About Landscape – 1997-2001 ( No.1 )

Excerpt from the Essay By Ruti Director in the catalog of the exhibition “ABOUT LANDSCAPE” 2001, at the Museum of Israeli Art Ramat-Gan
The Dissected Garden, On Farideh’s Serial Landscape Painting
Who paints Landscape today?
From what point of departure? Farideh enters the sensitive domain of landscape painting in a sober manner, ………. Her awareness of the gener she is operating in, makes the painting reflexive with regard to the status and the problematic character of landscape painting, and her tactics ( there are no other words to describe this ) are feminine tactics. ……. The history of landscape painting belongs almost exclusively to mail painters. ……. These are the mail painters who go out into the open landscape and transfer to the canvas a panoramic vista that stretches from one horizon to another. Women, in contrast, when they treat landscape, always find indirect approaches, through dissection and fragmentation of the panoramic view.
Farideh’s many series present all the parts of the painting (six, eight, nine) as equal in status, with no hierarchy among them ……… The dissection frequently occurs through a compulsive repetition of details – a leaf, flower, a color, a stain – and the repetitiveness itself reverberates as a law of nature. ………. In this context the compulsive repetitiveness may be interpreted as a subversive attempt to find an order in the chaos through industrious work , not through a masculine analytical approach but a feminine dissection into ornament.
Who, today, takes the risk of touching upon beauty? And yet, not enough has been said about the beauty and delicacy of these paintings. Each paper square stands in its own right as a kind of ornamental piece, a precious square that contains something of the rarity of the garden. The fine texturing of the flowers, the leaves and the colors into one another creates, or brews, the painting’s seductive quality, which causes the viewer to draw closer, to delight in what seems for a moment to be very beautiful miniatures, but then, when one is caught in the net of the magic it turns out that this is a painting that is sober, self-aware, at times almost to the point of cruelty. At the moment that a detail is drawn up out of the whole, and is repeated again and again – another red flower and another red flower – the totality disintegrates almost into pointillism, which shakes off Romanticism, and pushes aside nostalgia.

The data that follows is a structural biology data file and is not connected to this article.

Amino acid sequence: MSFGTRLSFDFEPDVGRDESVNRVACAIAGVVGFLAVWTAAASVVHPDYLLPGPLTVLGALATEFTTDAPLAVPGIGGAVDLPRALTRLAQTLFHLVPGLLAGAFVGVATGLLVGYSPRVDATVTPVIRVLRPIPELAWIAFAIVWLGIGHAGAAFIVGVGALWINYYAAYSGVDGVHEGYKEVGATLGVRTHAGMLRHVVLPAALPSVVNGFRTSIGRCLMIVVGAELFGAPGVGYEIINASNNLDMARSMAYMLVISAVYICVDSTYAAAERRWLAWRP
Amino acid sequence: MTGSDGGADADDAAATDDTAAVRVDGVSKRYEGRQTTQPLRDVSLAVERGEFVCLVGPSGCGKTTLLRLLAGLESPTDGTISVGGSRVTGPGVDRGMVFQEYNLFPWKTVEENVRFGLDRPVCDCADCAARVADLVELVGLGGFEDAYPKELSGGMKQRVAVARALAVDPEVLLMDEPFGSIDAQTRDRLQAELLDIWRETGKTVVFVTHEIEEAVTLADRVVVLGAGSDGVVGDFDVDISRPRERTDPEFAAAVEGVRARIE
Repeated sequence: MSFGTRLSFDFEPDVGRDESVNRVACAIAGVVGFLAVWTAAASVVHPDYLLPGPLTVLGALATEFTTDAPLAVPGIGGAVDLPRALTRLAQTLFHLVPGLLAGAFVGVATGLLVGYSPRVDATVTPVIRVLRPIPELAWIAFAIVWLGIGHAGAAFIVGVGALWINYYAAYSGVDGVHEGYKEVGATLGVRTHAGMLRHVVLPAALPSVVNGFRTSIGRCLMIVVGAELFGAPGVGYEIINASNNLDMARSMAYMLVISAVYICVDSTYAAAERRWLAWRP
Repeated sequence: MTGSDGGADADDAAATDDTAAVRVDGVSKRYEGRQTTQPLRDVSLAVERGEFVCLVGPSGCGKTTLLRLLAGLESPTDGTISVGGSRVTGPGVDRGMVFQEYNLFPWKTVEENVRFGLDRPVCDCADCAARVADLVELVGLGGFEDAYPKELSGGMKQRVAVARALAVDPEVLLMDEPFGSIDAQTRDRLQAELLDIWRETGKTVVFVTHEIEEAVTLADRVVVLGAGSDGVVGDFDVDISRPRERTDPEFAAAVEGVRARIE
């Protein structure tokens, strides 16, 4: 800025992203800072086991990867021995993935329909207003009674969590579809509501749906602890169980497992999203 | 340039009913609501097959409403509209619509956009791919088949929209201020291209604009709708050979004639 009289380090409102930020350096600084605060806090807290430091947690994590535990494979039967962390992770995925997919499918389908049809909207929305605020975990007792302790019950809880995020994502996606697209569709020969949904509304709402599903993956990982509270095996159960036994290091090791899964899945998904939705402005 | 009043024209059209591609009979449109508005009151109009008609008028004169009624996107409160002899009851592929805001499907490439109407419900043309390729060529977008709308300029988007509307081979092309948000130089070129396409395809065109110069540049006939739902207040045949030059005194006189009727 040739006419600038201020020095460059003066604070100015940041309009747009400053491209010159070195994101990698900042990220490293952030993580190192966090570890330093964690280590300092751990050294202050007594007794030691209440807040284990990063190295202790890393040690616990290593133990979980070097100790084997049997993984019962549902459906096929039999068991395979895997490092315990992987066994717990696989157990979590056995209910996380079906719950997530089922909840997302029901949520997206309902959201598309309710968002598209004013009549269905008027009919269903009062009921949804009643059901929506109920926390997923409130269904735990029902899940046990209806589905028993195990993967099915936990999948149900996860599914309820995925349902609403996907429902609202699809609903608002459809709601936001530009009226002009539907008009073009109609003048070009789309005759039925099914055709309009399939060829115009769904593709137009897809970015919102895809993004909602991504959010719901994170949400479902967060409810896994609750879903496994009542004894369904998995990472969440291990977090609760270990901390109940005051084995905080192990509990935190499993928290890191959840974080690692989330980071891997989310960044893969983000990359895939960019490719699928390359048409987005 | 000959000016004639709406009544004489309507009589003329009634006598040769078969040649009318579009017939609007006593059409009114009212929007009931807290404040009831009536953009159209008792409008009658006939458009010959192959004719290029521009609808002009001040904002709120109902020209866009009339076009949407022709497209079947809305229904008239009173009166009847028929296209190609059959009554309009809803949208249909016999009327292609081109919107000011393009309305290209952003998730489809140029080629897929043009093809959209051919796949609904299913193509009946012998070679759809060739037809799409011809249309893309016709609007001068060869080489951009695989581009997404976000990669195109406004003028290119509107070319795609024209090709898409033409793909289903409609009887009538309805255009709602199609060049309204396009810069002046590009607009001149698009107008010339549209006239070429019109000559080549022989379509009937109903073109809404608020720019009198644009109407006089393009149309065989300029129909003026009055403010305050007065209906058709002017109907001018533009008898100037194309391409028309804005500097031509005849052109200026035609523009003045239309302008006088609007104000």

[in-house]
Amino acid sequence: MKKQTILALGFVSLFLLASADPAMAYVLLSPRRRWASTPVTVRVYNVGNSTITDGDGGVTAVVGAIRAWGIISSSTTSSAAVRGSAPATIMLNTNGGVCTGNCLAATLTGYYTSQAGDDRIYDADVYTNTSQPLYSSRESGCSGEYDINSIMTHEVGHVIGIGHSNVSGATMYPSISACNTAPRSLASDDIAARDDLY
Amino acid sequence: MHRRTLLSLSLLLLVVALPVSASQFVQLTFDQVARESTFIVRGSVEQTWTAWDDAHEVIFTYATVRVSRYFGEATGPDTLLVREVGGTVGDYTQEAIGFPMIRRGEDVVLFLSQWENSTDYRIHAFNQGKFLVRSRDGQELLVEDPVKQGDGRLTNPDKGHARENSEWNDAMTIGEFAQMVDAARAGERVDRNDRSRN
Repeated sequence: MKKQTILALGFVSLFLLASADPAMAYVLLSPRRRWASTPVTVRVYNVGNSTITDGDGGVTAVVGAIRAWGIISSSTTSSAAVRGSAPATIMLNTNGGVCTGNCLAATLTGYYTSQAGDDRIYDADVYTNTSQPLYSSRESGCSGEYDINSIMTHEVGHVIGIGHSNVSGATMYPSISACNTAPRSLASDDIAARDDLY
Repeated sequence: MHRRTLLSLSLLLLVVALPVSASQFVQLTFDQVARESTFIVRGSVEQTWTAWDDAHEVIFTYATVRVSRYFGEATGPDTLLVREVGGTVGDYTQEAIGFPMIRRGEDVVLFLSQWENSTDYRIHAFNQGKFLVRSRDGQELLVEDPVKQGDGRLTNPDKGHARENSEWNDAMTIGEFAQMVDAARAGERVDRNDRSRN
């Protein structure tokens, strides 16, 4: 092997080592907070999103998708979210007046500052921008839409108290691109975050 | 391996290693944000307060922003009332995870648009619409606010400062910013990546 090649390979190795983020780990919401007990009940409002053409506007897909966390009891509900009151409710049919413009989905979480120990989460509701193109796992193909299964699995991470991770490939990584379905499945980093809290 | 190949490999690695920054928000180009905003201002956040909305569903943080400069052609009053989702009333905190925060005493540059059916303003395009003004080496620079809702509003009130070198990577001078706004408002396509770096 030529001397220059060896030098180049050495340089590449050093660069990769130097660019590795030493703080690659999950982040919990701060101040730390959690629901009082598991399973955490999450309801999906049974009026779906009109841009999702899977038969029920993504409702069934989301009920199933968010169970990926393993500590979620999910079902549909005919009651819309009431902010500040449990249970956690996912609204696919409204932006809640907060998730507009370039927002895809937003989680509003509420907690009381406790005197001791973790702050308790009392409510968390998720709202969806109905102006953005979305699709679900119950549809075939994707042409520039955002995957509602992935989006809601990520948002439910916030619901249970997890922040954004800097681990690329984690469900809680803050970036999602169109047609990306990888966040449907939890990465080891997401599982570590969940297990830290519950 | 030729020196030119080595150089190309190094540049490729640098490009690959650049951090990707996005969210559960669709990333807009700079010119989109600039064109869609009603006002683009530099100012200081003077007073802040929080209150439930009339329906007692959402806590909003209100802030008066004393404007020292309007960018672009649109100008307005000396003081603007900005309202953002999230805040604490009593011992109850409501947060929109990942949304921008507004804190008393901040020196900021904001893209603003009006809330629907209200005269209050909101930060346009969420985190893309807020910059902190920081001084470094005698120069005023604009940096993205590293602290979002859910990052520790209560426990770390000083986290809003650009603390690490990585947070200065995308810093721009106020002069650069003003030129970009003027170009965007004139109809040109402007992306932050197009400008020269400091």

Excerpt from the Essay By Meir Ahronson in the Catalog of the Exhibition “About Landscape”, October 2001, at the Museum for Israeli Art Ramat Gan
Farideh’s art grapples with fundamental problems of modernity, but bases itself on old models of aesthetic tradition. In ideological choice , she chooses a radical option of tireless quest for the new. ……. Her detachment from a concrete landscape and her adaption of an imaginary landscape give Farideh a freedom in her untiring quest for new forms. Her recognition that every painting is an artistic representation of a given moment, and her knowledge that the time passes all the time, enable her to repeat the act of painting in a new way each time, endlessly. …….. The open landscape that Farideh deals with contains incessant change.
The conception of landscape as a sight that may be reproduced and imitated was removed from the artistic agenda in the second half of the 20th century. In what is a bold step, Farideh puts this phenomenon to the test. But together with the challenge involved in reproducing and imitating the landscape, Farideh also relates to the lexicon of artistic terms current in the late 20th century. The Grid – the linear sketching that has been so familiar – becomes in these paintings, an integral part of the landscape. The framing of the landscape-parts -each of which is totally abstract, its logic stemming only from the painting that contains the entire landscape -is done by means of light grid lines that cross the painting lengthwise and breadth wise, imprinting the sign of the modern /contemporary upon it. ……. Opposite an expressiveness that is so familiar, the restrain and the sisyphic work entailed in the pointillistic painting of the late 19th century and the early 20th century constitute a fresh breeze of testimony about a beauty that is no longer an inferior value. ……. Together with all this, we should remember that in contrast to the painting being done in modern materials such as acrylic and synthetic paints, Farideh continues to work in the oil paints that have been used by painters throughout many centuries.

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